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Semiconductor nanostructures for flying q-bits and green photonics

Bimberg, Dieter

Inst. Festkörperphysik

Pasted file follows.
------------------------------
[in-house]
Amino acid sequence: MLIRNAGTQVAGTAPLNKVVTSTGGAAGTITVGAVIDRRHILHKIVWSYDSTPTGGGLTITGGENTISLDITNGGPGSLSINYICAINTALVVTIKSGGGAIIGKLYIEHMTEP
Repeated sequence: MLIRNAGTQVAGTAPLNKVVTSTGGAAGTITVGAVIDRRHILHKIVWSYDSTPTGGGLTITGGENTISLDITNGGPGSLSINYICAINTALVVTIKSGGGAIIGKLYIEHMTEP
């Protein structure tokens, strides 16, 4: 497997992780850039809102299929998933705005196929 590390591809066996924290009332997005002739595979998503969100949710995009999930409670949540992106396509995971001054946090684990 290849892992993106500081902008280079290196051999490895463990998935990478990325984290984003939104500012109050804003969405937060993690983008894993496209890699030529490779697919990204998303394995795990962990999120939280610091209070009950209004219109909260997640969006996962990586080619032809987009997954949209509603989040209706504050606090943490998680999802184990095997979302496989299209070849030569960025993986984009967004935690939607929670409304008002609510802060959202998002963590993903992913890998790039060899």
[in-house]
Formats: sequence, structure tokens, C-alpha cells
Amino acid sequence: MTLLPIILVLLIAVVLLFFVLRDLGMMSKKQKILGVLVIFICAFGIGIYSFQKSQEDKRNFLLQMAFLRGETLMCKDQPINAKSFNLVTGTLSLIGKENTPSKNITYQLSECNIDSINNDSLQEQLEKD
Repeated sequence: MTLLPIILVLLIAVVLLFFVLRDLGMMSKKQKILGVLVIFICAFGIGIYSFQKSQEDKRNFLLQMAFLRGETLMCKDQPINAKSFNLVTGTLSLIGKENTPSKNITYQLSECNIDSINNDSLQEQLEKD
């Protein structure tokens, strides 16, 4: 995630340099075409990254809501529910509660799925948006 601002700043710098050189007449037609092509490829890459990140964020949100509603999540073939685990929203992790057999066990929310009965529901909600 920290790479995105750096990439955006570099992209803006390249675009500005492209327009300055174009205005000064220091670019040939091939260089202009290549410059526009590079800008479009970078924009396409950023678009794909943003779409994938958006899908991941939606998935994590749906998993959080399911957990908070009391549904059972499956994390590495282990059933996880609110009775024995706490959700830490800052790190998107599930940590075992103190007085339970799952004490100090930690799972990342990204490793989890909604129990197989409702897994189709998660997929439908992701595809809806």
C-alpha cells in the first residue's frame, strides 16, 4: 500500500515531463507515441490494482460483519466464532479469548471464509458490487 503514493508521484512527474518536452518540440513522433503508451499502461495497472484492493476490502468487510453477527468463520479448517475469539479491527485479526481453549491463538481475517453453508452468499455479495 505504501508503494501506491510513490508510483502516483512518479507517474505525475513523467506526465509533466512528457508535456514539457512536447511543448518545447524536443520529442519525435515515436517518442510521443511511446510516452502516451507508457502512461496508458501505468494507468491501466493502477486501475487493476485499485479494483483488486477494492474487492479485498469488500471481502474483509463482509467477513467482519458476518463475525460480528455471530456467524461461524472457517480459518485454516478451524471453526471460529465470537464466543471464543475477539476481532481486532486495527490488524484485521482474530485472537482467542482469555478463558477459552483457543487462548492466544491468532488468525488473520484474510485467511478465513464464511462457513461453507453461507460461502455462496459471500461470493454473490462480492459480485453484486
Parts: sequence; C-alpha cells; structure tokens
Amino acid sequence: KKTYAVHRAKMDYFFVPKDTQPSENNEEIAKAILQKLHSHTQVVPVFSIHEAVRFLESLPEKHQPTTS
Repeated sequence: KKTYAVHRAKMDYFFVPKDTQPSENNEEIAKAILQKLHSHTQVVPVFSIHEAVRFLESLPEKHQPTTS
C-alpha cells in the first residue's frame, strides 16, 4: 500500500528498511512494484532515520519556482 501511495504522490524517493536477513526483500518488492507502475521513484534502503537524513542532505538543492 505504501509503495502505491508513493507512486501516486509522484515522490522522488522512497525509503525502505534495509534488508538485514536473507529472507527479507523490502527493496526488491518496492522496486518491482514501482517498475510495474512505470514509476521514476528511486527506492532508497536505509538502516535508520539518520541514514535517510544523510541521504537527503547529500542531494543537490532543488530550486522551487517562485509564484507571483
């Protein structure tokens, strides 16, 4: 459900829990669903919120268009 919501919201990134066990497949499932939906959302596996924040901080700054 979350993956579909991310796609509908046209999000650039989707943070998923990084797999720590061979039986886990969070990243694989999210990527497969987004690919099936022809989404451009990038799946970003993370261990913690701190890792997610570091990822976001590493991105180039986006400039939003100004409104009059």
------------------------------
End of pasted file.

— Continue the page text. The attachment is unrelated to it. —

Breakthroughs in nanomaterials and nanoscience enable the development of novel photonic devices and systems ranging from the automotive sector, quantum cryptography to metropolitan area and access networks. Geometrical architecture presents a design parameter of device properties. Self-organization at surfaces in strained heterostructures drives the formation of quantum dots (QDs). Embedding QDs in photonic and electronic devices enables novel functionalities, advanced energy efficient communication, cyber security, or lighting systems. The recombination of excitons shows twofold degeneracy and Lorentzian broadening. The superposition of millions of excitonic recombinations from QDs in real devices leads to a Gaussian envelope. The material gain of QDs in lasers is orders of magnitude larger than that of bulk material and decoupled from the index of refraction, controlled by the properties of the carrier reservoir, thus enabling independent gain and index modulation. The threshold current density of QD lasers is lowest of all injection lasers, is less sensitive to defect generation, and does not depend on temperature below 80°C. QD lasers are hardly sensitive to back reflections and exhibit no filamentation. The recombination from single QDs inserted in light emitting diodes with current confining oxide apertures shows polarized single photons. Emission of ps pulses and date rates of 1010+bit upon direct modulation benefits from gain recovery within femtoseconds. Repetition rates of several 100 GHz were demonstrated upon mode-locking. Passively mode-locked QD lasers generate hat-like frequency combs, enabling Terabit data transmission. QD-based semiconductor optical amplifiers enable multi-wavelength amplification and switching and support multiple modulation formats.